Jussie Smollett’s Lawyers Call Investigators Over-Zealous and Lawsuit to Cover Police Overtime Costs ‘Vindictive’

By Tom Ozimek
Tom Ozimek
Tom Ozimek
Tom Ozimek has a broad background in journalism, deposit insurance, marketing and communications, and adult education. The best writing advice he's ever heard is from Roy Peter Clark: 'Hit your target' and 'leave the best for last.'
September 4, 2019 Updated: September 4, 2019

Jussie Smollett’s lawyers have said in a recently filed a motion that even though their client is innocent of staging a hoax attack, there was nevertheless no need for the police to undertake such a “sprawling investigation” and therefore it is “ridiculous and a stretch” that Smollett should cover its costs.

According to the Chicago Sun-Times, attorneys for Smollett filed the motion as a bid to get a city lawsuit against him dismissed before it goes to trial in federal court. The City of Chicago has demanded in the suit that Smollett pay more than $130,000 to cover a range of costs associated with the investigation into what is perceived to have been an orchestrated hoax.

“My client from the beginning has maintained his innocence and disputed the city’s allegations,” said William J. Quinlan, of The Quinlan Law Firm, who filed the motion, The Sun-Times reports. Quinlan said that “it’s going to be very difficult for the city to prevail in making a case my client should pay for overtime for a case ultimately dismissed by the state’s attorney,” adding that expecting Smollett to foot the bill for police overtime and other costs is “ridiculous and a stretch.”

Smollett’s lawyers say in the filing that not only does their client deny he made a false statement to police about being the victim of a crime, there was no way Smollett could have known “that his statements to police would result in 1,836 hours of police overtime.”

“The filing of a police report, in and of itself, does not necessitate a sprawling investigation nor does it, as a practical matter, usually result in an investigation as extensive as the one the CPD chose to undertake in this case,” the motion says, suggesting the investigators were over-zealous.

According to Page Six, Smollett’s lawyers also blasted the city lawsuit as a “vindictive effort to prosecute charges” that had already been dropped. “This unprecedented civil case was filed simply because former Chicago Mayor Rahm Emanuel disagreed with the Cook County State’s Attorney’s decision to dismiss the false police report charges against Mr. Smollett,” Quinlan wrote in the filing.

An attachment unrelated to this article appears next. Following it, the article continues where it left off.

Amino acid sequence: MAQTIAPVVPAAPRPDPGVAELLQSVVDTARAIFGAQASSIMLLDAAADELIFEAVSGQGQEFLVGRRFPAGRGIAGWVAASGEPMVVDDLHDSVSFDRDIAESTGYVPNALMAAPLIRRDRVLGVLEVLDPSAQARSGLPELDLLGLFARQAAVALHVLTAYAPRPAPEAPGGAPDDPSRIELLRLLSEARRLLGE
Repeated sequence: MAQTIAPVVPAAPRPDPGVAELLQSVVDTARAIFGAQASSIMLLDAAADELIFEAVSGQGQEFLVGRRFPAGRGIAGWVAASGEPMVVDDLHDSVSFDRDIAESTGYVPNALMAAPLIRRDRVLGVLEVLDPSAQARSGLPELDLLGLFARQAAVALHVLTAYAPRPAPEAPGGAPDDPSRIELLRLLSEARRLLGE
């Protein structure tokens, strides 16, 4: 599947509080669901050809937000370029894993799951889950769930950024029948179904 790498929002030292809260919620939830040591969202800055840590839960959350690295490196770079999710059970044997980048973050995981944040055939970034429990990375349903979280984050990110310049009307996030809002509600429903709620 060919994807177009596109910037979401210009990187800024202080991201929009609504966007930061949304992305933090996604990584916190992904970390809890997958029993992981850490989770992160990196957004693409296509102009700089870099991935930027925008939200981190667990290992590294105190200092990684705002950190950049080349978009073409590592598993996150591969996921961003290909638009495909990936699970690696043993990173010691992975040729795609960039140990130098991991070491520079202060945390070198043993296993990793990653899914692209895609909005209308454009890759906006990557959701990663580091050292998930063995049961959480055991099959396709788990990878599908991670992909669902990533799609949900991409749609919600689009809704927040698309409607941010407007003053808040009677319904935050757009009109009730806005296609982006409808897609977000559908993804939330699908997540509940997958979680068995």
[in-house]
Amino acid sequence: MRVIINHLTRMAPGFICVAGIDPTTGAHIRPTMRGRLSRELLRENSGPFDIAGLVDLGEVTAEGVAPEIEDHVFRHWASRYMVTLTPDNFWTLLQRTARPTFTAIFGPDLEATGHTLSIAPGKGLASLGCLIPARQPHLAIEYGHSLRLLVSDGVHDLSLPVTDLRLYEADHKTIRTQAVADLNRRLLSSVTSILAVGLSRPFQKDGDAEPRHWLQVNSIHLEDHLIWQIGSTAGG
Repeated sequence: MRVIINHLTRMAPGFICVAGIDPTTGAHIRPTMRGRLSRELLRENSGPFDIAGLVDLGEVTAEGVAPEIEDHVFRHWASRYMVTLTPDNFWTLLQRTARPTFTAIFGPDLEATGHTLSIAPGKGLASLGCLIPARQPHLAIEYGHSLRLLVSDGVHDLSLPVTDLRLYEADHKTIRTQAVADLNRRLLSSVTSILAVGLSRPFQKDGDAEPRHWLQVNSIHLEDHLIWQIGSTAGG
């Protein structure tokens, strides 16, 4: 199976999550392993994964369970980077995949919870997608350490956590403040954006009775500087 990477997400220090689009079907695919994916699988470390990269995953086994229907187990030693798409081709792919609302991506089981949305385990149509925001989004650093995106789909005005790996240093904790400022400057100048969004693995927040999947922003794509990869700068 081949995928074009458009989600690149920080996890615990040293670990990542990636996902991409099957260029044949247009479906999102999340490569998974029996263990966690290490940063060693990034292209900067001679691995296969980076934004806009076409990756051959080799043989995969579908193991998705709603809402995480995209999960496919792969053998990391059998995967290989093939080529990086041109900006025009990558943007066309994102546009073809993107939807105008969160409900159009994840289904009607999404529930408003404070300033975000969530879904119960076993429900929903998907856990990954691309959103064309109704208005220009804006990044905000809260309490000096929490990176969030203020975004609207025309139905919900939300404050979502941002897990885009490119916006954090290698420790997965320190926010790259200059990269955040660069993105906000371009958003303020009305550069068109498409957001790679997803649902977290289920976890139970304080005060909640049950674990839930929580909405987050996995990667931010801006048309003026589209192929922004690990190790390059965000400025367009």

A ruling is expected in October on whether the city can move forward with the lawsuit that could force Smollett to pay up for the fallout of allegedly misleading investigators about the events of Jan. 29, in which he claimed to have been attacked by two white men.

Jussie Smollett
Actor Jussie Smollett talks to the media before leaving Cook County Court after his charges were dropped, in Chicago, on March 26, 2019. (AP Photo/Paul Beaty, File)

The Alleged Attack

The actor claimed that the assailants beat him up at about 2 a.m. local time on East North Water Street, before pouring bleach onto him and making remarks that Smollett considered to be racist and homophobic. Smollett alleged that the attackers then looped the rope around his neck, which he is believed to have continued to wear while he escaped to the safety of his apartment and waited for police to arrive.

Video footage released on June 24 shows Smollett wearing a white rope around his neck as Chicago police arrived at his apartment on Jan. 29.

The Chicago Police Department recently released the almost 90 hours of footage along with hundreds of files from the Smollett investigation after the actor’s claim that he had been the victim of a harrowing attack.

Jussie Smollett being interviewed by Chicago Police
(L) Actor Jussie Smollett being interviewed by Chicago Police on Jan. 29, 2019 (AP) and Smollett after his court appearance in Chicago on March 26, 2019. (Nuccio DiNuzzo/Getty Images)

The video shows police officers arriving at Smollett’s apartment where he invites them inside. He declares that there are no weapons inside and begins telling his story.

“The reason I am calling is because of this [expletive],” Smollett can be heard saying while another officer touches the rope looped around his neck.

The officer interviewing him asks if Smollett would like to remove the rope.

“Yeah I do, I just wanted to you all to see it,” Smollet said. “They poured bleach on me.”

Various reports said the footage showed that Smollett was wearing the noose about 40 minutes after the alleged attack.

Smollett was subsequently indicted by a Chicago grand jury 16 felony counts on 16 counts for allegedly lying to police about the events of Jan. 29, and then later charged with disorderly conduct.

However, the office of Cook County State’s Attorney Kim Foxx dropped the charges on March 26. The decision was heavily criticized by Chicago Mayor Rahm Emanuel, Chicago Police Superintendent Eddie Johnson, and the Illinois Prosecutors Bar Association.

Cook County Judge Michael Toomin suggested that the case had been mismanaged by Foxx, who later recused herself due to a potential conflict of interest or lack of impartiality, appointing a top aide to replace her.

In releasing the evidence, Chicago Police ‏said it supports the conclusions of the investigative team.

“We stand firmly behind the work of detectives in investigating the fabricated incident reported by Jussie Smollett and Chicago Police will fully cooperate with the court appointed special prosecutor,” police Chief Communications Officer Anthony Guglielmi said on Twitter.

Richard Szabo contributed to this report.

Tom Ozimek
Tom Ozimek
Tom Ozimek has a broad background in journalism, deposit insurance, marketing and communications, and adult education. The best writing advice he's ever heard is from Roy Peter Clark: 'Hit your target' and 'leave the best for last.'